To increase the thickness of the fibrin layer which in the initial stage after the implantation is to be retained by the resorbable material, two or possibly more, at least partially, mutually separated layers of resorbable material may be applied or, alternatively, a relatively thick layer with sufficient porosity or perforation may be used. The resorbable net, tube etc. can be fixed to the non-resorbable prosthesis sleeve in different ways, e.g. with resorbable sutures or glue.
At least the inside of the outer non-resorbable member ought to be micro-porous, porous or provided with holes in order to promote the attachment of the reformed tissues. Tubular prosthesis members of everything from a coarse-meshed net to a tube with fine pores may be used. A suitable and well-functioning vascular prosthesis according to the invention can e.g. consist of a per se conventional vascular prosthesis, on whose inside one or more nets of a resorbable material have been applied.
The above mentioned interspaces between non-resorbable and resorbable material in the vascular prosthesis can each have a greater or lesser extent, but the total area of these interspaces should preferably be so large that it approaches the size of the inner surface of the outer non-resorbable material layer, i.e. those portions or points where the resorbable material for fixing to the non-resorbable material contacts the latter should be as small as possible. The distance between the material surfaces in these interspaces or growth zones should be at least about 10μ to permit penetration of the blood cells, but is should suitably not exceed about 5 to 10 mm even for large prostheses. Preferably said distance is about 0.5 to 3 mm, depending, of course, also on the size of the blood vessel to be replaced.
The resorbable material should be non-toxic without adverse tissue reaction, be resorbed at such a rate that a satisfactory reformation of tissue is permitted and not give rise to a fibrous scar tissue. A number of such materials are previously known and are described in the literature. As examples polyglycolic acid (PGA), copolymers of glycolic acid and lactic acid, and various lactide polymers may be mentioned. Polyglycolic acid can essentially be considered as a product of polymerization of glycolic acid, that is hydroxyacetic acid, which in simplified form is shown by the equation: ##STR1## Preferably n is such that the molecular weight is in the range from about 10,000 to about 500,000. Such polyhydroxy acetic esters are described in e.g. U.S. Pat. No. 3,463,158, which is incorporated by reference herein. Copolymers of glycolic acid and lactic acid are described e.g. in U.S. Pat. No. 3,982,543, which is incorporated by reference herein, the copolymer containing 15-85 mole percent glycolic acid and the remainder lactic acid and possibly small amounts of additional momomers. Homopolymers and copolymers of lactic acid are described e.g. in U.S. Pat. No. 3,636,956, which is incorporated by reference herein. These polylactide compositions contain up to about 15 percent by weight of repeating units of the formula: ##STR2## wherein R is lower alkylene, preferably methylene or ethylene, m is 0 or 1, R' is hydrogen or lower alkyl, R" is hydrogen or alkyl of up to about 22 carbon atoms when m is 0, and hydrogen or lower alkyl when m is 1, and can be the same as R' or different. Preferred are units derived from α-hydroxycarboxylic acids and particularly comonomer units derived from glycolide or DL-lactide. Examples of suitable comonomers are glycolide, β-propiolactone, tetramethylglycolide, β-butyrolactone, γ-butyrolactone, pivalolactone, and intermolecular cyclic esters of α-hydroxybutyric acid, α-hydroxiisobutyric acid, α-hydroxyvaleric acid, α-hydroxyisovaleric acid, α-hydroxycapronic acid, α-hydroxy-α-ethylbutyric acid, α-hydroxyisocapronic acid, α-hydroxy-β-methylvaleric acid, α-hydroxyheptanoic acid, α-hydroxyoctanoic acid, α-hydroxydecanoic acid, α-hydroxymyristic acid, α-hydroxystearic acid and α-hydroxylignoceric acid. In the particular case with glycolide as comonomer the polylactide composition may contain about 35 mole percent of repeating units derived therefrom.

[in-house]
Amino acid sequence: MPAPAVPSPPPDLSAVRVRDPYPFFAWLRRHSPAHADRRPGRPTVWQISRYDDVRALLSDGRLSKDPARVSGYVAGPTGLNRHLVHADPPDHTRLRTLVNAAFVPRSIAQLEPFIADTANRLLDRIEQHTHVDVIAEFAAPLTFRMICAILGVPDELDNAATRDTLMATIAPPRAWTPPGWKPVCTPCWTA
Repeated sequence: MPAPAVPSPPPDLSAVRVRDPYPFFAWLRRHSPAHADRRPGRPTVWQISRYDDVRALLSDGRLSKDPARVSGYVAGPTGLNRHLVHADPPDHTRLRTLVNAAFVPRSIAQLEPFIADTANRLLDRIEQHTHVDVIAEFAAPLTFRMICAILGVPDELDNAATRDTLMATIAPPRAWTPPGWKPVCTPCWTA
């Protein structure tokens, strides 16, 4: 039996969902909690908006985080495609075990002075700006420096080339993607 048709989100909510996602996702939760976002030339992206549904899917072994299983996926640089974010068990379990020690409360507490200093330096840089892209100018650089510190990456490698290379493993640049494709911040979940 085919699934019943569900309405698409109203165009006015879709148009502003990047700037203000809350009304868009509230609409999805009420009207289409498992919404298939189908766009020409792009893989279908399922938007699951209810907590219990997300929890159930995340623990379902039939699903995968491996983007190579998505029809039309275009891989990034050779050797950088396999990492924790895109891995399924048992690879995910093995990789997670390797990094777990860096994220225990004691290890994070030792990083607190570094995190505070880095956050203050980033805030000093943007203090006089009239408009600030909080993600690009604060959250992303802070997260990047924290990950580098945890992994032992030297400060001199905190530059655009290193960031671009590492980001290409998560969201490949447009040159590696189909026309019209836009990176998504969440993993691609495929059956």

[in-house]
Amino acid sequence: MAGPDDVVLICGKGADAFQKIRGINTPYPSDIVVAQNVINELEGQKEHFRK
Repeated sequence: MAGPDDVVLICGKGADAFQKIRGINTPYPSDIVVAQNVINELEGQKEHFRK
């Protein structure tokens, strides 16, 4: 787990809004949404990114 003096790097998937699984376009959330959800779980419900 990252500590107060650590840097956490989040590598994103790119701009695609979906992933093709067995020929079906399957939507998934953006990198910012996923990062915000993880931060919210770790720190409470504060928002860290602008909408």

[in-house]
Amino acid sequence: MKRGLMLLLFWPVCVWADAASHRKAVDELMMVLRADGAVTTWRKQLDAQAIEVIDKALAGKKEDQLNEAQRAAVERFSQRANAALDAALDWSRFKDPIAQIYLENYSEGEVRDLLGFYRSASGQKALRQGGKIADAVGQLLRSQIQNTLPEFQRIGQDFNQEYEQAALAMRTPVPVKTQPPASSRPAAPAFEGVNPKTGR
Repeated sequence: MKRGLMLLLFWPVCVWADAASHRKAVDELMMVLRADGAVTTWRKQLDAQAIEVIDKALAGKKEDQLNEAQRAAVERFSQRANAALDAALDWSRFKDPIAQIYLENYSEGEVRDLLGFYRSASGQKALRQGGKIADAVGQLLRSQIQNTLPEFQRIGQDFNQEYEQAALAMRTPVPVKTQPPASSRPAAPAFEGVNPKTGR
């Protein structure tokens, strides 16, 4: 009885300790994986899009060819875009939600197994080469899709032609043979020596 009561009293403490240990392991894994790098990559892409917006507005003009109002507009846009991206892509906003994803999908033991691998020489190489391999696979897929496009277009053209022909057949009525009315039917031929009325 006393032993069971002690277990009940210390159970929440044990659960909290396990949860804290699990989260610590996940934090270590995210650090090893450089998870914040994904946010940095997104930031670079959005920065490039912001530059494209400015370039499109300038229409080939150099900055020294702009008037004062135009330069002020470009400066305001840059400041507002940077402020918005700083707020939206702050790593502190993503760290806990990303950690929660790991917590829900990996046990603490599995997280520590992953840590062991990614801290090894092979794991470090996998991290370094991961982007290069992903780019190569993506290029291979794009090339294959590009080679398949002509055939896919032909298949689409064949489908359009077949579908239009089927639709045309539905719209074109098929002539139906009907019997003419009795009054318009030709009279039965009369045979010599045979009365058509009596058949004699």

The manufacture of various surgical products, such as suture wire, suture net, etc. based upon the above mentioned materials is also described in the literature. Examples of commercially available suture materials are e.g. Polyglactin 910 (VICRYL®, Ethicon, Sommerville, N.J., U.S.A.), which is a copolymer containing 90% glycolic acid and 10% lactic acid and DEXON® (Davis & Geck, Pearl River, N.Y., U.S.A.) which consists of polyglycolic acid. Of course, also other materials can be used provided that they have the desired properties according to the above.
As the material for the non-resorbable prosthesis part essentially any conventional body-acceptable, non-resorbable material usually used for similar purposes may be used. Examples of such materials are polyethylene terephthalates, such as Dacron and Terylene, (e.g. micro-porous expanded) polytetrafluoroethylene (TEFLON®), linear polyethene, isotactic polypropene, nylon, etc. This non-resorbable prosthesis part may as mentioned above be manufactured in various fabric forms (knitted, woven, possibly provided with outer and inner velour surfaces) or as a more or less porous tube. Optionally the non-resorbable material may be combined with a resorbable material, e.g. be made of wires or fibres of a non-resorbable material coated with a resorbable material, be woven with the interspersion of wires of resorbable material, have the inside coated by a resorbable material layer etc. Of course, also other materials having such properties that permit implantation may be used.